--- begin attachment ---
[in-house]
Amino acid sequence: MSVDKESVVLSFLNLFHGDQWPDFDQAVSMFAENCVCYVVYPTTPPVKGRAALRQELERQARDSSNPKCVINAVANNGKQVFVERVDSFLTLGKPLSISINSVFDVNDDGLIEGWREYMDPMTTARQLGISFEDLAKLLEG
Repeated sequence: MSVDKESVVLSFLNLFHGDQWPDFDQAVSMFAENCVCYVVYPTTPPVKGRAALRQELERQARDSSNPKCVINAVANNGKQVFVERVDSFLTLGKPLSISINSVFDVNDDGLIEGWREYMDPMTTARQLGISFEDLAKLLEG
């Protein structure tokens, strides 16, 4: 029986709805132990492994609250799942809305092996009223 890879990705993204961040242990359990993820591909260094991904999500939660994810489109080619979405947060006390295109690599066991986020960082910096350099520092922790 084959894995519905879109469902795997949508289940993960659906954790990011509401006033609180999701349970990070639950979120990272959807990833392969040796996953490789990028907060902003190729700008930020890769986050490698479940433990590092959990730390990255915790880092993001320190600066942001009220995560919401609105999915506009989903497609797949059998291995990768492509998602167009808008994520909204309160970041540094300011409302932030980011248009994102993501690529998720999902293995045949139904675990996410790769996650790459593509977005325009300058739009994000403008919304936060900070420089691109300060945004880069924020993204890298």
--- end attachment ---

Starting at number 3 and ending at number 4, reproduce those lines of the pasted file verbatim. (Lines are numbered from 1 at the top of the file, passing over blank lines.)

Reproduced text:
Repeated sequence: MSVDKESVVLSFLNLFHGDQWPDFDQAVSMFAENCVCYVVYPTTPPVKGRAALRQELERQARDSSNPKCVINAVANNGKQVFVERVDSFLTLGKPLSISINSVFDVNDDGLIEGWREYMDPMTTARQLGISFEDLAKLLEG
């Protein structure tokens, strides 16, 4: 029986709805132990492994609250799942809305092996009223 890879990705993204961040242990359990993820591909260094991904999500939660994810489109080619979405947060006390295109690599066991986020960082910096350099520092922790 084959894995519905879109469902795997949508289940993960659906954790990011509401006033609180999701349970990070639950979120990272959807990833392969040796996953490789990028907060902003190729700008930020890769986050490698479940433990590092959990730390990255915790880092993001320190600066942001009220995560919401609105999915506009989903497609797949059998291995990768492509998602167009808008994520909204309160970041540094300011409302932030980011248009994102993501690529998720999902293995045949139904675990996410790769996650790459593509977005325009300058739009994000403008919304936060900070420089691109300060945004880069924020993204890298």